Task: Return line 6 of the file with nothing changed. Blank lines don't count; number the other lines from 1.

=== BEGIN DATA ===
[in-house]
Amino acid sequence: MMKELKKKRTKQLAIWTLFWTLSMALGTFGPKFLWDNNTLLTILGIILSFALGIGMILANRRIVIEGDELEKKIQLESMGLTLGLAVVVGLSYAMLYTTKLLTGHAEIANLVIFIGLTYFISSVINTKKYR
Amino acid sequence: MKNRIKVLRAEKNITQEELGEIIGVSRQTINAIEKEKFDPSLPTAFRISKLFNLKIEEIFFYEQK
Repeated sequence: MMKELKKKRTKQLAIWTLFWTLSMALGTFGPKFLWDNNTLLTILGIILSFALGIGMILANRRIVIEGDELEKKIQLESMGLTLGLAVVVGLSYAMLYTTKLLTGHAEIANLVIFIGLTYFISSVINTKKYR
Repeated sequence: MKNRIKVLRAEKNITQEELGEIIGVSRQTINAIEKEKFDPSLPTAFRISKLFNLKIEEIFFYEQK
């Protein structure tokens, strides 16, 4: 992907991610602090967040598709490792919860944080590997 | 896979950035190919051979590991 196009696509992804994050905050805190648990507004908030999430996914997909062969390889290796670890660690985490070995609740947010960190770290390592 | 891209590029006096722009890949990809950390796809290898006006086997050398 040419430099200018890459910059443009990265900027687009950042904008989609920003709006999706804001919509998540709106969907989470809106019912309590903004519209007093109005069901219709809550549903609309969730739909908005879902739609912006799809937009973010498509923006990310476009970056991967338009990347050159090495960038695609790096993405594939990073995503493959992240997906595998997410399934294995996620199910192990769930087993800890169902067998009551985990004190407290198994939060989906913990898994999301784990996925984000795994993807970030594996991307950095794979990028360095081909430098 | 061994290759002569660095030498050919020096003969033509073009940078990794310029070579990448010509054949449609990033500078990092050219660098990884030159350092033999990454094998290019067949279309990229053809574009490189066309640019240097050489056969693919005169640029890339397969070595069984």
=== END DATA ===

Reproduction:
């Protein structure tokens, strides 16, 4: 992907991610602090967040598709490792919860944080590997 | 896979950035190919051979590991 196009696509992804994050905050805190648990507004908030999430996914997909062969390889290796670890660690985490070995609740947010960190770290390592 | 891209590029006096722009890949990809950390796809290898006006086997050398 040419430099200018890459910059443009990265900027687009950042904008989609920003709006999706804001919509998540709106969907989470809106019912309590903004519209007093109005069901219709809550549903609309969730739909908005879902739609912006799809937009973010498509923006990310476009970056991967338009990347050159090495960038695609790096993405594939990073995503493959992240997906595998997410399934294995996620199910192990769930087993800890169902067998009551985990004190407290198994939060989906913990898994999301784990996925984000795994993807970030594996991307950095794979990028360095081909430098 | 061994290759002569660095030498050919020096003969033509073009940078990794310029070579990448010509054949449609990033500078990092050219660098990884030159350092033999990454094998290019067949279309990229053809574009490189066309640019240097050489056969693919005169640029890339397969070595069984």